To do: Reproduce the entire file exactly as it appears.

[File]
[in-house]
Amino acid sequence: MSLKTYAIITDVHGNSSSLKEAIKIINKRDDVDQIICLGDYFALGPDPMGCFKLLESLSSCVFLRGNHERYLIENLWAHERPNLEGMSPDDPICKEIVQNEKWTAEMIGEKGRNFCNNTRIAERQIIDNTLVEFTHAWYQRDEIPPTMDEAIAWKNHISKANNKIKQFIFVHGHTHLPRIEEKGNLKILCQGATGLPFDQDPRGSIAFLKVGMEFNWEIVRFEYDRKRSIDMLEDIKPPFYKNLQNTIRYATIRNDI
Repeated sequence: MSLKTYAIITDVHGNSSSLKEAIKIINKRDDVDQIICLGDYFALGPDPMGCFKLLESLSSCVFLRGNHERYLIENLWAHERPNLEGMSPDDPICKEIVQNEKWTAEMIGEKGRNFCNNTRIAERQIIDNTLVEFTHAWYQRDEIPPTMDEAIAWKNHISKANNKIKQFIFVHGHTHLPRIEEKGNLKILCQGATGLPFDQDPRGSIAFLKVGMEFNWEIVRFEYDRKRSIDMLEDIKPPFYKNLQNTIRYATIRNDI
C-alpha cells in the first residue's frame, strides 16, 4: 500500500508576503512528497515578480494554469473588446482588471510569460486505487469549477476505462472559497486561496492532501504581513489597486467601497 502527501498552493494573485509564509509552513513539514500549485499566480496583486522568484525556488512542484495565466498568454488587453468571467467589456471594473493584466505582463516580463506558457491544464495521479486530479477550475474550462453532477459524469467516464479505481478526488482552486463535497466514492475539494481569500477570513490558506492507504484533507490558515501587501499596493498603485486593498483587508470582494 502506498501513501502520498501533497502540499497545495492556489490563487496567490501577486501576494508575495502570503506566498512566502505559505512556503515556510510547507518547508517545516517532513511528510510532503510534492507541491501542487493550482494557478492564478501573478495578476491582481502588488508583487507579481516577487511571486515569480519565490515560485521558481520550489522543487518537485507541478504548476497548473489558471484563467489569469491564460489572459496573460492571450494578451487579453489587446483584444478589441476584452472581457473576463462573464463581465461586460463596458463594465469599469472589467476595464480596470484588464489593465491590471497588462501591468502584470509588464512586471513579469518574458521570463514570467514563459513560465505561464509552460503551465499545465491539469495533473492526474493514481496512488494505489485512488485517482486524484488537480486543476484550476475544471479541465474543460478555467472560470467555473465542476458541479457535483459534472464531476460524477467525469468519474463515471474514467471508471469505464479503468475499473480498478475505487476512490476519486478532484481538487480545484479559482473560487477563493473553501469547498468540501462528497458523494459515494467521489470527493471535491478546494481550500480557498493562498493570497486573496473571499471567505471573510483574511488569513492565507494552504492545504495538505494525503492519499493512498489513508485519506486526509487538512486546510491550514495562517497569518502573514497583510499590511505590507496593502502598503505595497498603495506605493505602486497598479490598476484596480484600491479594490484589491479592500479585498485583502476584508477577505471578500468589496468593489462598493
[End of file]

[in-house]
Amino acid sequence: MSLKTYAIITDVHGNSSSLKEAIKIINKRDDVDQIICLGDYFALGPDPMGCFKLLESLSSCVFLRGNHERYLIENLWAHERPNLEGMSPDDPICKEIVQNEKWTAEMIGEKGRNFCNNTRIAERQIIDNTLVEFTHAWYQRDEIPPTMDEAIAWKNHISKANNKIKQFIFVHGHTHLPRIEEKGNLKILCQGATGLPFDQDPRGSIAFLKVGMEFNWEIVRFEYDRKRSIDMLEDIKPPFYKNLQNTIRYATIRNDI
Repeated sequence: MSLKTYAIITDVHGNSSSLKEAIKIINKRDDVDQIICLGDYFALGPDPMGCFKLLESLSSCVFLRGNHERYLIENLWAHERPNLEGMSPDDPICKEIVQNEKWTAEMIGEKGRNFCNNTRIAERQIIDNTLVEFTHAWYQRDEIPPTMDEAIAWKNHISKANNKIKQFIFVHGHTHLPRIEEKGNLKILCQGATGLPFDQDPRGSIAFLKVGMEFNWEIVRFEYDRKRSIDMLEDIKPPFYKNLQNTIRYATIRNDI
C-alpha cells in the first residue's frame, strides 16, 4: 500500500508576503512528497515578480494554469473588446482588471510569460486505487469549477476505462472559497486561496492532501504581513489597486467601497 502527501498552493494573485509564509509552513513539514500549485499566480496583486522568484525556488512542484495565466498568454488587453468571467467589456471594473493584466505582463516580463506558457491544464495521479486530479477550475474550462453532477459524469467516464479505481478526488482552486463535497466514492475539494481569500477570513490558506492507504484533507490558515501587501499596493498603485486593498483587508470582494 502506498501513501502520498501533497502540499497545495492556489490563487496567490501577486501576494508575495502570503506566498512566502505559505512556503515556510510547507518547508517545516517532513511528510510532503510534492507541491501542487493550482494557478492564478501573478495578476491582481502588488508583487507579481516577487511571486515569480519565490515560485521558481520550489522543487518537485507541478504548476497548473489558471484563467489569469491564460489572459496573460492571450494578451487579453489587446483584444478589441476584452472581457473576463462573464463581465461586460463596458463594465469599469472589467476595464480596470484588464489593465491590471497588462501591468502584470509588464512586471513579469518574458521570463514570467514563459513560465505561464509552460503551465499545465491539469495533473492526474493514481496512488494505489485512488485517482486524484488537480486543476484550476475544471479541465474543460478555467472560470467555473465542476458541479457535483459534472464531476460524477467525469468519474463515471474514467471508471469505464479503468475499473480498478475505487476512490476519486478532484481538487480545484479559482473560487477563493473553501469547498468540501462528497458523494459515494467521489470527493471535491478546494481550500480557498493562498493570497486573496473571499471567505471573510483574511488569513492565507494552504492545504495538505494525503492519499493512498489513508485519506486526509487538512486546510491550514495562517497569518502573514497583510499590511505590507496593502502598503505595497498603495506605493505602486497598479490598476484596480484600491479594490484589491479592500479585498485583502476584508477577505471578500468589496468593489462598493